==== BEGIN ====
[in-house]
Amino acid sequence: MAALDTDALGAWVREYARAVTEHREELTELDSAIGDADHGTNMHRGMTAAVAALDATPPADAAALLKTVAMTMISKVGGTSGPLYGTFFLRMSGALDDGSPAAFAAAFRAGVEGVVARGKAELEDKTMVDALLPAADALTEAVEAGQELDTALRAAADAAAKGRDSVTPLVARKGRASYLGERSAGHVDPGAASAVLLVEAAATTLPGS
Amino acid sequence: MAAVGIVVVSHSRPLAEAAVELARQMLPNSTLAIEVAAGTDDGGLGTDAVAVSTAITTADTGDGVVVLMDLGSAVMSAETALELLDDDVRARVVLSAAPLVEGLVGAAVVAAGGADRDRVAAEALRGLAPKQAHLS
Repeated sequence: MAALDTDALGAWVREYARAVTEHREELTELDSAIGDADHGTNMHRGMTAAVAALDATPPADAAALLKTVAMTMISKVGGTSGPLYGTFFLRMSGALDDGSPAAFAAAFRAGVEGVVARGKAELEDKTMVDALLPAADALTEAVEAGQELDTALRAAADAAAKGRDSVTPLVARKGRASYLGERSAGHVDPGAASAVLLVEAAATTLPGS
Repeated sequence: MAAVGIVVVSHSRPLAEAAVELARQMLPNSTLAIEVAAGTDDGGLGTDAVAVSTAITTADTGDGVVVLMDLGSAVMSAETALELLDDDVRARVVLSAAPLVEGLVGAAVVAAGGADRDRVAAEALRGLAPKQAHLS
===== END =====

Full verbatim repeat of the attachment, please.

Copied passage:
[in-house]
Amino acid sequence: MAALDTDALGAWVREYARAVTEHREELTELDSAIGDADHGTNMHRGMTAAVAALDATPPADAAALLKTVAMTMISKVGGTSGPLYGTFFLRMSGALDDGSPAAFAAAFRAGVEGVVARGKAELEDKTMVDALLPAADALTEAVEAGQELDTALRAAADAAAKGRDSVTPLVARKGRASYLGERSAGHVDPGAASAVLLVEAAATTLPGS
Amino acid sequence: MAAVGIVVVSHSRPLAEAAVELARQMLPNSTLAIEVAAGTDDGGLGTDAVAVSTAITTADTGDGVVVLMDLGSAVMSAETALELLDDDVRARVVLSAAPLVEGLVGAAVVAAGGADRDRVAAEALRGLAPKQAHLS
Repeated sequence: MAALDTDALGAWVREYARAVTEHREELTELDSAIGDADHGTNMHRGMTAAVAALDATPPADAAALLKTVAMTMISKVGGTSGPLYGTFFLRMSGALDDGSPAAFAAAFRAGVEGVVARGKAELEDKTMVDALLPAADALTEAVEAGQELDTALRAAADAAAKGRDSVTPLVARKGRASYLGERSAGHVDPGAASAVLLVEAAATTLPGS
Repeated sequence: MAAVGIVVVSHSRPLAEAAVELARQMLPNSTLAIEVAAGTDDGGLGTDAVAVSTAITTADTGDGVVVLMDLGSAVMSAETALELLDDDVRARVVLSAAPLVEGLVGAAVVAAGGADRDRVAAEALRGLAPKQAHLS